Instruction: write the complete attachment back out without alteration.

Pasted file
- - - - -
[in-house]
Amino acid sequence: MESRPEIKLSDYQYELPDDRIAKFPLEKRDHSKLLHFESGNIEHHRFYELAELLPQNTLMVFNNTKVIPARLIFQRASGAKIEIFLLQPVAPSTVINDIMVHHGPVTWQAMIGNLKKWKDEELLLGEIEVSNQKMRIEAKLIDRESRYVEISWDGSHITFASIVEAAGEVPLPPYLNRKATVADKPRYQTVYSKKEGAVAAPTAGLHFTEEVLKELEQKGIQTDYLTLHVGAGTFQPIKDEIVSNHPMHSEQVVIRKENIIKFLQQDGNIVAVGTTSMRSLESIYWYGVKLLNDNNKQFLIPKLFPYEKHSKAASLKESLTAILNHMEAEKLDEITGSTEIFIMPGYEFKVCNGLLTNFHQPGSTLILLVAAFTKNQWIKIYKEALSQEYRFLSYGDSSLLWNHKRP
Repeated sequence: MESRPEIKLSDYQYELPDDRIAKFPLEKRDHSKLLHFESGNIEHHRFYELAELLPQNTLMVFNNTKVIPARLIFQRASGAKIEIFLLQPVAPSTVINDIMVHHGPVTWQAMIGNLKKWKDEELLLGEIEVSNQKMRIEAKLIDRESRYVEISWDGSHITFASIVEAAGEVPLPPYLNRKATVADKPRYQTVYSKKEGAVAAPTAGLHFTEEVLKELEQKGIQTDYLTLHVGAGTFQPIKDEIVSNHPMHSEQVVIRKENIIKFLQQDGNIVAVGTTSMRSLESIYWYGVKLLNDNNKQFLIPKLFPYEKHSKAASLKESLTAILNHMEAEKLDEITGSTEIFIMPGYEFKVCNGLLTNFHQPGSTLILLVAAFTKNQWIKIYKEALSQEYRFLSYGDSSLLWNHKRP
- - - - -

[in-house]
Amino acid sequence: MESRPEIKLSDYQYELPDDRIAKFPLEKRDHSKLLHFESGNIEHHRFYELAELLPQNTLMVFNNTKVIPARLIFQRASGAKIEIFLLQPVAPSTVINDIMVHHGPVTWQAMIGNLKKWKDEELLLGEIEVSNQKMRIEAKLIDRESRYVEISWDGSHITFASIVEAAGEVPLPPYLNRKATVADKPRYQTVYSKKEGAVAAPTAGLHFTEEVLKELEQKGIQTDYLTLHVGAGTFQPIKDEIVSNHPMHSEQVVIRKENIIKFLQQDGNIVAVGTTSMRSLESIYWYGVKLLNDNNKQFLIPKLFPYEKHSKAASLKESLTAILNHMEAEKLDEITGSTEIFIMPGYEFKVCNGLLTNFHQPGSTLILLVAAFTKNQWIKIYKEALSQEYRFLSYGDSSLLWNHKRP
Repeated sequence: MESRPEIKLSDYQYELPDDRIAKFPLEKRDHSKLLHFESGNIEHHRFYELAELLPQNTLMVFNNTKVIPARLIFQRASGAKIEIFLLQPVAPSTVINDIMVHHGPVTWQAMIGNLKKWKDEELLLGEIEVSNQKMRIEAKLIDRESRYVEISWDGSHITFASIVEAAGEVPLPPYLNRKATVADKPRYQTVYSKKEGAVAAPTAGLHFTEEVLKELEQKGIQTDYLTLHVGAGTFQPIKDEIVSNHPMHSEQVVIRKENIIKFLQQDGNIVAVGTTSMRSLESIYWYGVKLLNDNNKQFLIPKLFPYEKHSKAASLKESLTAILNHMEAEKLDEITGSTEIFIMPGYEFKVCNGLLTNFHQPGSTLILLVAAFTKNQWIKIYKEALSQEYRFLSYGDSSLLWNHKRP